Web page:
17 July 2010

This November I will not vote for any U.S. Senate candidates. Instead, I will write in REFORM!

When a minority of 40 Senators can stop the passage of any bill--and, all too often, do so out of pure nihilist malice (disguised under the pretense of 'stopping socialism')--we should demand a change in the rules. The filibuster was never envisioned by the drafters of the Constitution; in fact, it only made its first appearance in 1946.

The filibuster procedure is uniquely injurious to democracy: 40 senators, who may represent as little as 10.08 percent[1] of the national population, can block legislation with the stroke of a pen. (All-night recitations of Shakespeare are no longer required.) The months of sucking up to Ben Nelson and Olympia Snowe during the health care debate were a product of a threatened filibuster. At this moment, we have been waiting for seven weeks for the full Senate to vote on the repeal of Don't Ask Don't Tell, because most Republicans feel icky about gays in the showers and Harry Reid thinks they have a valid point.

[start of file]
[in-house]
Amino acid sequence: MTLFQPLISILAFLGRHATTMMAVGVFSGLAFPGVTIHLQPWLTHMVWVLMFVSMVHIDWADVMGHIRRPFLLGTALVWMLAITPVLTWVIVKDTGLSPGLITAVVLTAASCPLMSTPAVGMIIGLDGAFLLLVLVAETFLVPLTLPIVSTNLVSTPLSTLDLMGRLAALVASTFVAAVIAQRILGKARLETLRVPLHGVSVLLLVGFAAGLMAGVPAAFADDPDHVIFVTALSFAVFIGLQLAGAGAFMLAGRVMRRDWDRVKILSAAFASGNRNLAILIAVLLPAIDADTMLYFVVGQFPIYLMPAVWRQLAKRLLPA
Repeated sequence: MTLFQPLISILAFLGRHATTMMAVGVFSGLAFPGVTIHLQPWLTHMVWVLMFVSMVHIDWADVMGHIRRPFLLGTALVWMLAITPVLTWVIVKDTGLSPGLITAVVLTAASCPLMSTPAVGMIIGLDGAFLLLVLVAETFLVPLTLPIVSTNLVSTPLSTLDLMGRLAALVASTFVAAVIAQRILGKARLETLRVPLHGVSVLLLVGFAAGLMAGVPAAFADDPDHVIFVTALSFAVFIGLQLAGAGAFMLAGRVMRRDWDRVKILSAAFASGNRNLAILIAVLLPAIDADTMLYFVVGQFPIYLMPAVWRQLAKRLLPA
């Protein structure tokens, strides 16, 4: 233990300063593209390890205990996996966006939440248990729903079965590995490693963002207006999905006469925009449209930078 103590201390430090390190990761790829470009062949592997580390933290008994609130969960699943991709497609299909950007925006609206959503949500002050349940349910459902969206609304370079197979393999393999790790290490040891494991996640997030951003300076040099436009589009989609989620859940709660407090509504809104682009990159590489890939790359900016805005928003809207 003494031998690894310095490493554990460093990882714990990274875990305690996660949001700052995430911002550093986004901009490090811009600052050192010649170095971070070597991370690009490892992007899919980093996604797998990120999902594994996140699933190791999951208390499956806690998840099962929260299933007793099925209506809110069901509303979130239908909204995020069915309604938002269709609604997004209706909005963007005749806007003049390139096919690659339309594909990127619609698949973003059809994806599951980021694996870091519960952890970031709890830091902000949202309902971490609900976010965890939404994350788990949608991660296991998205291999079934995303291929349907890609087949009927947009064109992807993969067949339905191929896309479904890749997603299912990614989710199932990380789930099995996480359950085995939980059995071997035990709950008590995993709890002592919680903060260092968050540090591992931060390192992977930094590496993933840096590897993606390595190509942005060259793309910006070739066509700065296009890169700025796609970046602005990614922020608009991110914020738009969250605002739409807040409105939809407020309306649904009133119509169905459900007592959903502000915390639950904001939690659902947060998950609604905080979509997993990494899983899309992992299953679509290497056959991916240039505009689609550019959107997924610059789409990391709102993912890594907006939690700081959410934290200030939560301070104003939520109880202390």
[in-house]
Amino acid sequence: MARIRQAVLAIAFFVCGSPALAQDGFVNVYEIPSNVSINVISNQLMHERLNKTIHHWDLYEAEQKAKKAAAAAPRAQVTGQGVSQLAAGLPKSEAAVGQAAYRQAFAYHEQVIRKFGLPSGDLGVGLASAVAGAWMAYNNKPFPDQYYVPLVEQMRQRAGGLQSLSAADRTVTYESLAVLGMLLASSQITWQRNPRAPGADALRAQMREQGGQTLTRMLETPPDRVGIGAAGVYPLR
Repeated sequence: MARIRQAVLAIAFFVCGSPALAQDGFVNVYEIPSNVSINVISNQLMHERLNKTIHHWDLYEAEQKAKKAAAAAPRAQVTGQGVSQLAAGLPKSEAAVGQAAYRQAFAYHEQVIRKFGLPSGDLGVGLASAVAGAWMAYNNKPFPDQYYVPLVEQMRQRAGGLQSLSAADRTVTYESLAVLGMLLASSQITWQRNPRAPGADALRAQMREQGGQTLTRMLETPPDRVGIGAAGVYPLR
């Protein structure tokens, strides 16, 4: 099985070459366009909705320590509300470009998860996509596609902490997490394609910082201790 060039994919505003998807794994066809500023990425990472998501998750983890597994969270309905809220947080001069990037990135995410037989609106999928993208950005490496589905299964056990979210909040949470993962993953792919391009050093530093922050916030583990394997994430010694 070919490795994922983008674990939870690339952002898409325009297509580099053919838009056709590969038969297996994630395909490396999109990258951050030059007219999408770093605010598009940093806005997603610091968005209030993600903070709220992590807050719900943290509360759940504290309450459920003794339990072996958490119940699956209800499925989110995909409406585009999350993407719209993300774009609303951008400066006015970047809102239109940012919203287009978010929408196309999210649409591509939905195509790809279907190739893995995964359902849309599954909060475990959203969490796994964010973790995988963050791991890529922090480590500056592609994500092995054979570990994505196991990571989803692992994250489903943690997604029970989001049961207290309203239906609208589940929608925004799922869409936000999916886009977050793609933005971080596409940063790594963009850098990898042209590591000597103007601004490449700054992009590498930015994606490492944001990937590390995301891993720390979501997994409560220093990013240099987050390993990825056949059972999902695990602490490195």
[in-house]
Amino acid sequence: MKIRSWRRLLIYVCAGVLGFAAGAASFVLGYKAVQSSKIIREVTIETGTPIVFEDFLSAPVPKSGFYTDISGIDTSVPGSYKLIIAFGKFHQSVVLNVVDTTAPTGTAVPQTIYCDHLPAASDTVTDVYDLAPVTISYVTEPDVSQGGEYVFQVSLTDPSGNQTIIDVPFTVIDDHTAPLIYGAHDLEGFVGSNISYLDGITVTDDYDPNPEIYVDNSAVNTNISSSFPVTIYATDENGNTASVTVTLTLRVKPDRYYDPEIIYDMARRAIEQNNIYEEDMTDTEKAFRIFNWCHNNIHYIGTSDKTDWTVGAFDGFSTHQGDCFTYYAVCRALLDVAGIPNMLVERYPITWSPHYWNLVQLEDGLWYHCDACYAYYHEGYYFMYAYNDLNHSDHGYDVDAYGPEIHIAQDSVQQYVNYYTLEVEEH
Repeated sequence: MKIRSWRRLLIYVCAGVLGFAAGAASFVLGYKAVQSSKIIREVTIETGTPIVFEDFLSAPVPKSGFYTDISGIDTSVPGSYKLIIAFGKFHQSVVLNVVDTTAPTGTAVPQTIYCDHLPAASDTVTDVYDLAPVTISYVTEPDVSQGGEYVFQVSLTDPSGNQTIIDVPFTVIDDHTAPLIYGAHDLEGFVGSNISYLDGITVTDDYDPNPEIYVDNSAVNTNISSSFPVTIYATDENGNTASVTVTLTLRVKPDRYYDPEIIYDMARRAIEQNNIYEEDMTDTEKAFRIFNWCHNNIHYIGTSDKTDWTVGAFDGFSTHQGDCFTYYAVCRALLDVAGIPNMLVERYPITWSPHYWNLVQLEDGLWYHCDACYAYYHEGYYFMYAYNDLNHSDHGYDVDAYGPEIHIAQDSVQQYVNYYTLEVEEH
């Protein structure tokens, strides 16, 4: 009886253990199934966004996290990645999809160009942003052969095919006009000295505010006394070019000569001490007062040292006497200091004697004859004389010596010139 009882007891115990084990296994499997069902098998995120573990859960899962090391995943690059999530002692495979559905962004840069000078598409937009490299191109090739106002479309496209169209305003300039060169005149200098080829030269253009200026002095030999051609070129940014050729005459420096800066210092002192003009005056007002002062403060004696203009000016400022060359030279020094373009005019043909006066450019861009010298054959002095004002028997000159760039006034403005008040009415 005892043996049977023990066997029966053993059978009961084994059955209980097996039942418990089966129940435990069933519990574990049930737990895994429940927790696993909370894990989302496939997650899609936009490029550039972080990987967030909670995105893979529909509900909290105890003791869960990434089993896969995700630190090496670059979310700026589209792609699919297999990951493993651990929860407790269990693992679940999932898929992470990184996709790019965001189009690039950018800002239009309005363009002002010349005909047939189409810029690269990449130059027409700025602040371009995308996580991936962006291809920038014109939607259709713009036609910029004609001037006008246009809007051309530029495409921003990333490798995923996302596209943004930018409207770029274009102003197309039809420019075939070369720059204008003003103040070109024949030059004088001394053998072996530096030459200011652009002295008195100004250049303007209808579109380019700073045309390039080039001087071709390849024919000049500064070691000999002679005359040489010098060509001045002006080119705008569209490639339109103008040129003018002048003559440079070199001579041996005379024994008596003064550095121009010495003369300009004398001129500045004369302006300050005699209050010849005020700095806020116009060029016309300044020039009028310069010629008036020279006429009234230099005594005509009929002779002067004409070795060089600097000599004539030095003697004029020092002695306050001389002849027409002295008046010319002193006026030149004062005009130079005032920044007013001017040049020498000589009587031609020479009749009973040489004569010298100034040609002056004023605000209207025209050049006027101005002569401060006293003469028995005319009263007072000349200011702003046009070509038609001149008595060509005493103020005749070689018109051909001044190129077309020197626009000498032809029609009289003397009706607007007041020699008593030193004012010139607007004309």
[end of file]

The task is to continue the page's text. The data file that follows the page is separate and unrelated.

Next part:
Defenders of the filibuster spin magical tales of the 'slow, organic' character of our politics. There is something profoundly conservative and stabilizing about the filibuster, they say, as if Burke and Disraeli had wet dreams about a three-fifths supermajority rule in Westminster. They claim that without the rule, Congress would make too many 'unwise decisions.' As I recall, we do have elections where the people can throw the makers of unwise decisions out.

Paul Krugman wrote a perceptive column on this very issue in February.

51 Senators could reform the rules right now. To let your senators know you want an immediate elimination of the filibuster and anonymous holds, write in REFORM! on your ballot this year.
1. The smallest 20 states by population comprise 10.08 percent of the US population. As for anonymous holds, one man from Wyoming (0.17% of US population) can stop a presidential nomination from advancing.

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